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Dublin: 8 °C Monday 18 November, 2019
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Retailers fuming over illegal cigarette trade

Up to 100 retailers are to meet tomorrow evening on the issues of cigarette smuggling and illegal cigarette selling in Dublin.

Contraband cigarettes seized by Revenue
Contraband cigarettes seized by Revenue
Image: Sam Boal/Photocall Ireland

‘FURIOUS’ RETAILERS ARE set to meet tomorrow evening to discuss the cigarette smuggling and illegal cigarette selling problems in Dublin – and are calling on the Government to take action.

They will gather at a private meeting organised by Retailers Against Smuggling (RAS) at the Carnegie Court Hotel in Swords, which they note is in Minister for Health James Reilly’s constituency.

They say they are angry because:

the illegal cigarette trade in Dublin continues to flourish without any action being taken by the Government. The retail trade estimates that the loss to business from the illegal trade is €500 million, while the loss to the Exchequer is €460 million.

The retailers say that in Minister Reilly’s own constituency, “illegal cigarettes are sold openly at a number of well-known markets, in some instances using children to conduct transactions”.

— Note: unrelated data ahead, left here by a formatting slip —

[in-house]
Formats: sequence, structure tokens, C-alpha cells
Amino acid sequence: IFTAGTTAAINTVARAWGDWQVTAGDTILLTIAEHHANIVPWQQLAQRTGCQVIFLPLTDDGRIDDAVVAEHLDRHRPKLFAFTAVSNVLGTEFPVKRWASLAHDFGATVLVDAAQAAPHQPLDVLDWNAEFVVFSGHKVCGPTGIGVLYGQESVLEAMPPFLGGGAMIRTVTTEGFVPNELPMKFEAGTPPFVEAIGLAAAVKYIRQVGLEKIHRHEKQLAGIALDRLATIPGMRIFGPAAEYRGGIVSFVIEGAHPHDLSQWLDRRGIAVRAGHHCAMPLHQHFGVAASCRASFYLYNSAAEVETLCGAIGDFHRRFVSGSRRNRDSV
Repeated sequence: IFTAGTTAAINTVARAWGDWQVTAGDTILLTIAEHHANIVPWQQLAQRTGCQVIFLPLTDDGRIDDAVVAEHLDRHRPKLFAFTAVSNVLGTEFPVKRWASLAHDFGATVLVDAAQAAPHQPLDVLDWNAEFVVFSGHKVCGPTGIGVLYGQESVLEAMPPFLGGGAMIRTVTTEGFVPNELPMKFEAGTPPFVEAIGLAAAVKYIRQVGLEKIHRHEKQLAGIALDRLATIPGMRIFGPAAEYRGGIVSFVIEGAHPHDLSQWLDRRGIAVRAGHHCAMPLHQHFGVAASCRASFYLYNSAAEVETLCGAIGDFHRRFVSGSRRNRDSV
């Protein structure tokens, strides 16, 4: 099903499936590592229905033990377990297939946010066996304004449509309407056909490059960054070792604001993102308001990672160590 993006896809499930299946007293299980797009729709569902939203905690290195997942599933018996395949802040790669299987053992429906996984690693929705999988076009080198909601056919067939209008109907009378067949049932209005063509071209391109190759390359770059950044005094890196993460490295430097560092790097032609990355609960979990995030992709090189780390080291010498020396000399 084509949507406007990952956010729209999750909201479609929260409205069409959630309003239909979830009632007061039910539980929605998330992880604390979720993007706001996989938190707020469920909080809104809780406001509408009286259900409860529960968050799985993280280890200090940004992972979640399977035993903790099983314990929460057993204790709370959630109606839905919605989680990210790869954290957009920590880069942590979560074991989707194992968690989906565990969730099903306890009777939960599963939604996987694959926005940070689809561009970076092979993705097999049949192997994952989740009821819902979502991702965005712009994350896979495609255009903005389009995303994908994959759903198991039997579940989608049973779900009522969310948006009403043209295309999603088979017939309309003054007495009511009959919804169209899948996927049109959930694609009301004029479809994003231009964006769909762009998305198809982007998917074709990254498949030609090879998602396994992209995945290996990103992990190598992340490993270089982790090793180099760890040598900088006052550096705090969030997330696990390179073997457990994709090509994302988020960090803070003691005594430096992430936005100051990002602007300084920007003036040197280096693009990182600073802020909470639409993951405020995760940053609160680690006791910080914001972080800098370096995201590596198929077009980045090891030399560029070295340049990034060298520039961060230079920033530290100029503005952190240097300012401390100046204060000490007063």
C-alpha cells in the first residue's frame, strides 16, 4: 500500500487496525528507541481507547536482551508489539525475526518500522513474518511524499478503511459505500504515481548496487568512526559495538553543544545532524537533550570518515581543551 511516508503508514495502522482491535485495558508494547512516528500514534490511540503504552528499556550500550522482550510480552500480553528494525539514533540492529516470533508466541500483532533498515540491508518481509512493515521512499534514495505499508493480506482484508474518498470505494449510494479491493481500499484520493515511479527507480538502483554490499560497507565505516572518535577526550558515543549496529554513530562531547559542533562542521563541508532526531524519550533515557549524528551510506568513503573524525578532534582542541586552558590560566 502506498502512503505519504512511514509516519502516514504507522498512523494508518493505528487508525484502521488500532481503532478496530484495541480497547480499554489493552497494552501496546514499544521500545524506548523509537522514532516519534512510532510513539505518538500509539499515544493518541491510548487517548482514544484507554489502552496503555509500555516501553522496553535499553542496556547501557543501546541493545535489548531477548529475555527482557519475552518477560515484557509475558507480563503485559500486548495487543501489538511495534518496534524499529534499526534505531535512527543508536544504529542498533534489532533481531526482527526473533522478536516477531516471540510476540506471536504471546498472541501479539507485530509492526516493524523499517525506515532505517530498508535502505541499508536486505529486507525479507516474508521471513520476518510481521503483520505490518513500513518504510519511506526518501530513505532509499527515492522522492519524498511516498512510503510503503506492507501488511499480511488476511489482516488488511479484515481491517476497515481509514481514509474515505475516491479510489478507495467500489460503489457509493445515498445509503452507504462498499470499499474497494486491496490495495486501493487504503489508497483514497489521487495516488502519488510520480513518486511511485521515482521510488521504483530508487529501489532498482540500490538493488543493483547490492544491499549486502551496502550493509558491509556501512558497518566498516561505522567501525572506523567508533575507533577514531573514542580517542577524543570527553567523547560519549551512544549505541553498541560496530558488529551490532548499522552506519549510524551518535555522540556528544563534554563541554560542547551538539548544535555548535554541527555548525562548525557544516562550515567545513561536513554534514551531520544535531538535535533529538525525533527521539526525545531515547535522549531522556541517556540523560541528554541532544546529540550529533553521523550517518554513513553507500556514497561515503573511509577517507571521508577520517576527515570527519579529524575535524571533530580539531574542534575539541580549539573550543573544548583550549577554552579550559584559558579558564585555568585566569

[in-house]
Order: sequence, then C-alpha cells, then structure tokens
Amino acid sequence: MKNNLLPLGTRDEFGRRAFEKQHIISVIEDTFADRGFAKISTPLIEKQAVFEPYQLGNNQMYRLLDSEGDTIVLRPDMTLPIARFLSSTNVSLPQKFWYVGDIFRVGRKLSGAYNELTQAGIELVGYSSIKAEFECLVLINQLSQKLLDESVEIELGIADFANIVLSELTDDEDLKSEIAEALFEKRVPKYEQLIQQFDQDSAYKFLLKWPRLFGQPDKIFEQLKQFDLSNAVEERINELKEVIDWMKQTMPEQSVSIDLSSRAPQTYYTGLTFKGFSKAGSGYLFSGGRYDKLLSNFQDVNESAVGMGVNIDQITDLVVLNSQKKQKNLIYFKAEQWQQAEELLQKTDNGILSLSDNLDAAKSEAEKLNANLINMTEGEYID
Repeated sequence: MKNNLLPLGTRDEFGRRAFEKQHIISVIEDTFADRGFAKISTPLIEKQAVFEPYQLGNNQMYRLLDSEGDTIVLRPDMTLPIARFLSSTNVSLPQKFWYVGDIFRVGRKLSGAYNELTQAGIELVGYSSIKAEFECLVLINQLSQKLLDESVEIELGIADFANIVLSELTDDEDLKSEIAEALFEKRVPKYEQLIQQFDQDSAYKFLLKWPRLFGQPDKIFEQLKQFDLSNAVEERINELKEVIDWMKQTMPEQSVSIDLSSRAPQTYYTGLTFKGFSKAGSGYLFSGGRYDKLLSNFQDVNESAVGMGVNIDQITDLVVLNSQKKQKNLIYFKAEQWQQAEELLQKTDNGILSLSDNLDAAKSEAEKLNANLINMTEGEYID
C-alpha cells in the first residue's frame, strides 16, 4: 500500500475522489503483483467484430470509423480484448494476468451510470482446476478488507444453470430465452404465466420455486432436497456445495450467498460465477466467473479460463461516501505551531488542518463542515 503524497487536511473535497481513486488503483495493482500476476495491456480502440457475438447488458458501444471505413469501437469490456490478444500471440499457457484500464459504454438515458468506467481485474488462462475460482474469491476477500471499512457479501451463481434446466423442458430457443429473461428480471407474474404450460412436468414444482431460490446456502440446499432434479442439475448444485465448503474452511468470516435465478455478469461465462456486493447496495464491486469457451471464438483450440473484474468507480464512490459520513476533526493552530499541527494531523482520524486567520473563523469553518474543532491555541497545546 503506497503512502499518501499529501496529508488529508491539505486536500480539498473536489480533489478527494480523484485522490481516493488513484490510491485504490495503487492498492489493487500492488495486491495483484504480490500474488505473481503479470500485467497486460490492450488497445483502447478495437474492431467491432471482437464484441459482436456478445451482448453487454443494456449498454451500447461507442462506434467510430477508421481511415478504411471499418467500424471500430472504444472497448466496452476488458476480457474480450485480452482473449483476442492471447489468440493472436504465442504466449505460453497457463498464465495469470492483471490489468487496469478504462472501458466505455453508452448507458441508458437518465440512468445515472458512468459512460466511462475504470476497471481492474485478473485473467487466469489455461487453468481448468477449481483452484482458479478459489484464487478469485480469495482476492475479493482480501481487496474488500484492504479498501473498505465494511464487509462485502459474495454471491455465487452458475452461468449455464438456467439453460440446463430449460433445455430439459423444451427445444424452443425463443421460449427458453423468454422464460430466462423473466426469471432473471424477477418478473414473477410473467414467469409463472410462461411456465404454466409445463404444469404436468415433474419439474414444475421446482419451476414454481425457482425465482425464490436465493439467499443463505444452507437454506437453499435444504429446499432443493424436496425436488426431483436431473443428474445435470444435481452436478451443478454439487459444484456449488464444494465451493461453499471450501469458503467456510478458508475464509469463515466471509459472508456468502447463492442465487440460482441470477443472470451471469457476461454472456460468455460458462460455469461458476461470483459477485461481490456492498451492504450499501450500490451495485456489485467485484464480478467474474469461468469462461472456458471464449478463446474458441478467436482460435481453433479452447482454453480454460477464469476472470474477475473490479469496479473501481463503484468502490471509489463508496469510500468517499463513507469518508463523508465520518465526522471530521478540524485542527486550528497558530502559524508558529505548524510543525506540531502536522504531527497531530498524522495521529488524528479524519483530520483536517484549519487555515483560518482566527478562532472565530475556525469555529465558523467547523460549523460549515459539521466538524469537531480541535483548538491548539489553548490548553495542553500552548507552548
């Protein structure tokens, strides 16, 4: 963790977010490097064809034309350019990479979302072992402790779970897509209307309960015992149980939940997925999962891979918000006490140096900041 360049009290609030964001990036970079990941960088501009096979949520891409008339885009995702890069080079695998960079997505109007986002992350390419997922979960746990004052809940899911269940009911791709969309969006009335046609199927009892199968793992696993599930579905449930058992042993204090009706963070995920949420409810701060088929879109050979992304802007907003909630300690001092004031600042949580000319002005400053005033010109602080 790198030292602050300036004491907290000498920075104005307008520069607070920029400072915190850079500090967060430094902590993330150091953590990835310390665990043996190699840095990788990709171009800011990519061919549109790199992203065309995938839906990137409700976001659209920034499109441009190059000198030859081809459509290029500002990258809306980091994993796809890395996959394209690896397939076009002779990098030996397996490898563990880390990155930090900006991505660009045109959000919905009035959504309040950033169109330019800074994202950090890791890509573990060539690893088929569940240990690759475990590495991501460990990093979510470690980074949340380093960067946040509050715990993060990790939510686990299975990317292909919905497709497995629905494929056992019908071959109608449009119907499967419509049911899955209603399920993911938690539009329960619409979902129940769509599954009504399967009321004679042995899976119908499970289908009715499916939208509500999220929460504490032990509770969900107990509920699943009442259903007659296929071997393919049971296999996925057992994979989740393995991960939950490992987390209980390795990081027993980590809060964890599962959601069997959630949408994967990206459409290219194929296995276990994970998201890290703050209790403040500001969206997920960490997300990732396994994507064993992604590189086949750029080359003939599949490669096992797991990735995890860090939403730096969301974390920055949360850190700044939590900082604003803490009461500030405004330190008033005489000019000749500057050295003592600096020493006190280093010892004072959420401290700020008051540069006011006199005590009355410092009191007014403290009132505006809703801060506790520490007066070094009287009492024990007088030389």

Government

Retailer Benny Gilsenan, who is the spokesman for RAS, said:

It beggars belief that the Minister wants to raise the price of a packet of illegal cigarettes to €20, yet at the same time criminals are free to sell illegal products for as a little as €3 right on his doorstep.

It is expected that among those attending the meeting on Monday will be a number of Government TDs, gardai, councillors and Revenue officials.

Gilsenan added that the Minister, along with other TDs in the area,  had been invited to the meeting. He said that he hoped Minister Reilly would attend to hear retailers’ concerns.

Retailers Against Smuggling (RAS) are looking for a number of measures to tackle the illegal cigarette trade, including the introduction of a minimum fine of €10,000 for people caught selling or smuggling illegal cigarettes, and a clampdown at markets and fairs where illegal cigarettes are sold.

Read: James Reilly pledges to tackle smoking problem in Europe>

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